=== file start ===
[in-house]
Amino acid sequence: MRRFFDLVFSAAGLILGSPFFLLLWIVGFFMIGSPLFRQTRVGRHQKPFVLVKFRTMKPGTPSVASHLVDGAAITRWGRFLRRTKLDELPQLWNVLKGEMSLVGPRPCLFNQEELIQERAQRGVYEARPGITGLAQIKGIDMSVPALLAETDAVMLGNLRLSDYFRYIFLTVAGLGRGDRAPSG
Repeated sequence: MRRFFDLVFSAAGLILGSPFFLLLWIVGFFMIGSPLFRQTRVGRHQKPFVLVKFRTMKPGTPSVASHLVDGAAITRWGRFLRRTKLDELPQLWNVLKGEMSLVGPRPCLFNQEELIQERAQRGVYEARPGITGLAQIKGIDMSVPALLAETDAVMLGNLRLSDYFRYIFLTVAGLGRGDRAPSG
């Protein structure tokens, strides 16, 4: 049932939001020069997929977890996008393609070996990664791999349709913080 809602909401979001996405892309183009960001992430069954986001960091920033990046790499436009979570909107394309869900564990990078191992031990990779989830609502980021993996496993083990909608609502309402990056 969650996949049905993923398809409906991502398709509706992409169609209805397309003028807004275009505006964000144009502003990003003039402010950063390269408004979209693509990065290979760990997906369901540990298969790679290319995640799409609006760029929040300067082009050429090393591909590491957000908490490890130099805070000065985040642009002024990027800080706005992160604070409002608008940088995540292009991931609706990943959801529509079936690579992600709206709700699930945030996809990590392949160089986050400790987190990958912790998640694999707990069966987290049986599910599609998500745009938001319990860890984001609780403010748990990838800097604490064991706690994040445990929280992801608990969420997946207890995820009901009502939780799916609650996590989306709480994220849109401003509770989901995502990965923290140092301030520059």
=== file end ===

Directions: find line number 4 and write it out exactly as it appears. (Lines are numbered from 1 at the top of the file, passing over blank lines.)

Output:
């Protein structure tokens, strides 16, 4: 049932939001020069997929977890996008393609070996990664791999349709913080 809602909401979001996405892309183009960001992430069954986001960091920033990046790499436009979570909107394309869900564990990078191992031990990779989830609502980021993996496993083990909608609502309402990056 969650996949049905993923398809409906991502398709509706992409169609209805397309003028807004275009505006964000144009502003990003003039402010950063390269408004979209693509990065290979760990997906369901540990298969790679290319995640799409609006760029929040300067082009050429090393591909590491957000908490490890130099805070000065985040642009002024990027800080706005992160604070409002608008940088995540292009991931609706990943959801529509079936690579992600709206709700699930945030996809990590392949160089986050400790987190990958912790998640694999707990069966987290049986599910599609998500745009938001319990860890984001609780403010748990990838800097604490064991706690994040445990929280992801608990969420997946207890995820009901009502939780799916609650996590989306709480994220849109401003509770989901995502990965923290140092301030520059």